Palmetto Bluff Resort

S.C. resort’s metal roof complements classic Low Country architecture

Photos (C) nurnbergphotography.com

The recently expanded Palmetto Bluff Resort in Bluffton, S.C., now boasts a new 74-room inn complete with extensive high-end amenities and a Petersen Snap-Clad roof finished in custom color Patrician Bronze. Approximately 75,000 sq. ft. of the PAC-CLAD 24 gauge Galvalume panels were installed on a tight deadline.

Designed by Dallas-based HKS Architects, the new Inn at Palmetto Bluff sits alongside an expanded lagoon waterway and was inspired by the R.T. Wilson Jr. mansion built on the property in the early 1900s. Located in the Low Country between Charleston and Savannah, Palmetto Bluff is one of the largest waterfront properties on the East Coast. The resort is set within the 20,000-acre Palmetto Bluff community and conservation preserve that features an array of Southern-style residential neighborhoods ranging from multi-million dollar legacy family compounds to more traditionally sized single-family homes.

The inn is finished with artisan James Hardie siding on the exterior façade, and the Petersen standing seam metal roof was chosen to complement the classic Low Country architecture. Don Harrier, principal at HKS, said one of the greatest challenges was complying with a long list of restrictions designed to keep additions within the scope of the original buildings, such as a mandated three-story height limit and rules regarding waterways.

“It’s easy to get into a site like this for construction, but in our world we have staging areas for materials, contractor trailers, etc., and because of the environment, we had to build another building first to house back-of-the-house areas, maintenance, administration and parking,” Harrier said. “There were a lot of logistics involved as far as taking care of the site.”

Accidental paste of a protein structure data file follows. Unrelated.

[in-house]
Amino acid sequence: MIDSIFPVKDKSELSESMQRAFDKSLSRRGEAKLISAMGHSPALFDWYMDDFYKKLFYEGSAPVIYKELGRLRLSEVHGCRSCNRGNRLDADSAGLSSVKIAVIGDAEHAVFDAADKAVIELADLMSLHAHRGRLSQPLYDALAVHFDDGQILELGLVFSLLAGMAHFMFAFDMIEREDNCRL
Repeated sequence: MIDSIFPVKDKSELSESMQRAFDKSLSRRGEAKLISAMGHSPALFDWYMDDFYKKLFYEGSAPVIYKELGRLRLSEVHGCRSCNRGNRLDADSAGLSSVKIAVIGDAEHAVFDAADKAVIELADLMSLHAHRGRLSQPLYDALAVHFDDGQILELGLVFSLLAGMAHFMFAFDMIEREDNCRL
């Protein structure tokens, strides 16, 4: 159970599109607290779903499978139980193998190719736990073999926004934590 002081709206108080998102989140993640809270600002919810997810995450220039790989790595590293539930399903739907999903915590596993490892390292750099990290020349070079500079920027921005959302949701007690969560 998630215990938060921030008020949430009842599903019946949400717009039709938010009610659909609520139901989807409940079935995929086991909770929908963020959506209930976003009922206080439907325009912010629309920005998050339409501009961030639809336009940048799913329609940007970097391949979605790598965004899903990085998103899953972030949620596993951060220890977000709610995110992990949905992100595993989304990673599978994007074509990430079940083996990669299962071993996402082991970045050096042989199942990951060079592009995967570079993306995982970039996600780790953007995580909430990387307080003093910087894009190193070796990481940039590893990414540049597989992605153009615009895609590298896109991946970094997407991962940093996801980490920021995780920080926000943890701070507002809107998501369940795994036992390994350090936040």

Installation of the Snap-Clad panels on the 154,000-sq.-ft. luxury inn was done by Southern Roof & Wood Care in Hardeeville, S.C. “It was a complicated job with three adjoining sections of the roof and lots of different elevations and planes and dormers. The flashing details were complex,” said David Swanson, president of SRWC.

Southern Roof & Wood Care has considerable experience with Petersen and the PAC-CLAD profiles. “We like Snap-Clad because it doesn’t require mechanical seaming. We use it whenever we can and when it meets the wind uplift requirements,” Swanson said. “Of course, we also install a lot of Tite-Loc and Tite-Loc Plus, too. We like using the PAC-CLAD products and we can be competitive in the marketplace. We’re really happy with the Petersen relationship. They stand behind their products.”

The Snap-Clad panels were manufactured at Petersen’s plant in Acworth, Ga.

The general contractor was Choate Construction in Savannah. The Petersen distributor was Commercial Roofing Specialties in Savannah.

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